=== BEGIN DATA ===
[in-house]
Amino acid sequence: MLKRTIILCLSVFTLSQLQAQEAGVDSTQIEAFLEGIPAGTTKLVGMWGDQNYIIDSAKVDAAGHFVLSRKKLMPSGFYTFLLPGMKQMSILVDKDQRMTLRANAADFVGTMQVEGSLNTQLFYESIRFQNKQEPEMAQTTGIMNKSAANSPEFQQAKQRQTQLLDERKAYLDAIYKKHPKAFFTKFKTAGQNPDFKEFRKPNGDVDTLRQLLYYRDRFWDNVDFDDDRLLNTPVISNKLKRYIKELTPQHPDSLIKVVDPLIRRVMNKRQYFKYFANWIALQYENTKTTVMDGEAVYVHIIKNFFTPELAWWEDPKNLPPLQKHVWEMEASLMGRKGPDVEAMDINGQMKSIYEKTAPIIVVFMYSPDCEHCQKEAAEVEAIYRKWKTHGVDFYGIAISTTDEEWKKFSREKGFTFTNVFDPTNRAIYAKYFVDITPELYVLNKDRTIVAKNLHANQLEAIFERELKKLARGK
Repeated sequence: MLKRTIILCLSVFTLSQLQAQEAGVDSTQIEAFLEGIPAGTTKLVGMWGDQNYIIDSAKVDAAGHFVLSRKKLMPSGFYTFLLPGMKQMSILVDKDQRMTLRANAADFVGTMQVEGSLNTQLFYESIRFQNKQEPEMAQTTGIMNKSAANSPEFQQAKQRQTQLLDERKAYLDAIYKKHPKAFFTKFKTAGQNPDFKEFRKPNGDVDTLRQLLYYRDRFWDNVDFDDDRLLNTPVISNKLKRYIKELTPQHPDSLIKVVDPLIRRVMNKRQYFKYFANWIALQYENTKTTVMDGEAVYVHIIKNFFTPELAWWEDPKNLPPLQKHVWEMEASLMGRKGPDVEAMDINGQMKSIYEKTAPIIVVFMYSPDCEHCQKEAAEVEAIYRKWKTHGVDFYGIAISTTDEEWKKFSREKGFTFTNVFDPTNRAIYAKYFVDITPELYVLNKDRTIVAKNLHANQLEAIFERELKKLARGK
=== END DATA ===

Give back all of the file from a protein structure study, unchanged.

[in-house]
Amino acid sequence: MLKRTIILCLSVFTLSQLQAQEAGVDSTQIEAFLEGIPAGTTKLVGMWGDQNYIIDSAKVDAAGHFVLSRKKLMPSGFYTFLLPGMKQMSILVDKDQRMTLRANAADFVGTMQVEGSLNTQLFYESIRFQNKQEPEMAQTTGIMNKSAANSPEFQQAKQRQTQLLDERKAYLDAIYKKHPKAFFTKFKTAGQNPDFKEFRKPNGDVDTLRQLLYYRDRFWDNVDFDDDRLLNTPVISNKLKRYIKELTPQHPDSLIKVVDPLIRRVMNKRQYFKYFANWIALQYENTKTTVMDGEAVYVHIIKNFFTPELAWWEDPKNLPPLQKHVWEMEASLMGRKGPDVEAMDINGQMKSIYEKTAPIIVVFMYSPDCEHCQKEAAEVEAIYRKWKTHGVDFYGIAISTTDEEWKKFSREKGFTFTNVFDPTNRAIYAKYFVDITPELYVLNKDRTIVAKNLHANQLEAIFERELKKLARGK
Repeated sequence: MLKRTIILCLSVFTLSQLQAQEAGVDSTQIEAFLEGIPAGTTKLVGMWGDQNYIIDSAKVDAAGHFVLSRKKLMPSGFYTFLLPGMKQMSILVDKDQRMTLRANAADFVGTMQVEGSLNTQLFYESIRFQNKQEPEMAQTTGIMNKSAANSPEFQQAKQRQTQLLDERKAYLDAIYKKHPKAFFTKFKTAGQNPDFKEFRKPNGDVDTLRQLLYYRDRFWDNVDFDDDRLLNTPVISNKLKRYIKELTPQHPDSLIKVVDPLIRRVMNKRQYFKYFANWIALQYENTKTTVMDGEAVYVHIIKNFFTPELAWWEDPKNLPPLQKHVWEMEASLMGRKGPDVEAMDINGQMKSIYEKTAPIIVVFMYSPDCEHCQKEAAEVEAIYRKWKTHGVDFYGIAISTTDEEWKKFSREKGFTFTNVFDPTNRAIYAKYFVDITPELYVLNKDRTIVAKNLHANQLEAIFERELKKLARGK